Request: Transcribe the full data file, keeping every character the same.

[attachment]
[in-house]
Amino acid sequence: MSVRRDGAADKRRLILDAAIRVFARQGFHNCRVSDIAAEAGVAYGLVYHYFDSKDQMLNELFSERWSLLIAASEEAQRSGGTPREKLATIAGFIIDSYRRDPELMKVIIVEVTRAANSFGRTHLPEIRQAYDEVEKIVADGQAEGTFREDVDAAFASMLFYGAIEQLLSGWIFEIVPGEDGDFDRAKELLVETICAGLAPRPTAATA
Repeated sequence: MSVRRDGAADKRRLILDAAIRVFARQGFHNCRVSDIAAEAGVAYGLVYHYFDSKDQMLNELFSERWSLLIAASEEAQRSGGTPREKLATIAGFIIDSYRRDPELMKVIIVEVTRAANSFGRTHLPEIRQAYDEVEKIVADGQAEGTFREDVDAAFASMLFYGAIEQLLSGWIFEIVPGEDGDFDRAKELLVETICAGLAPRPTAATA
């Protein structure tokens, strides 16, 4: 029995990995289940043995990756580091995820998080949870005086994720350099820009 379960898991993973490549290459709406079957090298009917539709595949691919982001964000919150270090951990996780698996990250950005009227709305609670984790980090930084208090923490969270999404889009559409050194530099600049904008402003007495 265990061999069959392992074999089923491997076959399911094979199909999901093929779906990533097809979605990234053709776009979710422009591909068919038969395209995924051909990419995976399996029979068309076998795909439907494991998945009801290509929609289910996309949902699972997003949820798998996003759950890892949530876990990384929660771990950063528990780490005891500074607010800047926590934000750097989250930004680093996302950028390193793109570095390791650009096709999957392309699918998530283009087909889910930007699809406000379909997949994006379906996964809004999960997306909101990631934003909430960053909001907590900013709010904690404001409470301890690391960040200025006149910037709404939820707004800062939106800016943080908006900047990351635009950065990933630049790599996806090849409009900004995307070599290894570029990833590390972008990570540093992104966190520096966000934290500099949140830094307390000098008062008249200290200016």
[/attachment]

[in-house]
Amino acid sequence: MSVRRDGAADKRRLILDAAIRVFARQGFHNCRVSDIAAEAGVAYGLVYHYFDSKDQMLNELFSERWSLLIAASEEAQRSGGTPREKLATIAGFIIDSYRRDPELMKVIIVEVTRAANSFGRTHLPEIRQAYDEVEKIVADGQAEGTFREDVDAAFASMLFYGAIEQLLSGWIFEIVPGEDGDFDRAKELLVETICAGLAPRPTAATA
Repeated sequence: MSVRRDGAADKRRLILDAAIRVFARQGFHNCRVSDIAAEAGVAYGLVYHYFDSKDQMLNELFSERWSLLIAASEEAQRSGGTPREKLATIAGFIIDSYRRDPELMKVIIVEVTRAANSFGRTHLPEIRQAYDEVEKIVADGQAEGTFREDVDAAFASMLFYGAIEQLLSGWIFEIVPGEDGDFDRAKELLVETICAGLAPRPTAATA
């Protein structure tokens, strides 16, 4: 029995990995289940043995990756580091995820998080949870005086994720350099820009 379960898991993973490549290459709406079957090298009917539709595949691919982001964000919150270090951990996780698996990250950005009227709305609670984790980090930084208090923490969270999404889009559409050194530099600049904008402003007495 265990061999069959392992074999089923491997076959399911094979199909999901093929779906990533097809979605990234053709776009979710422009591909068919038969395209995924051909990419995976399996029979068309076998795909439907494991998945009801290509929609289910996309949902699972997003949820798998996003759950890892949530876990990384929660771990950063528990780490005891500074607010800047926590934000750097989250930004680093996302950028390193793109570095390791650009096709999957392309699918998530283009087909889910930007699809406000379909997949994006379906996964809004999960997306909101990631934003909430960053909001907590900013709010904690404001409470301890690391960040200025006149910037709404939820707004800062939106800016943080908006900047990351635009950065990933630049790599996806090849409009900004995307070599290894570029990833590390972008990570540093992104966190520096966000934290500099949140830094307390000098008062008249200290200016």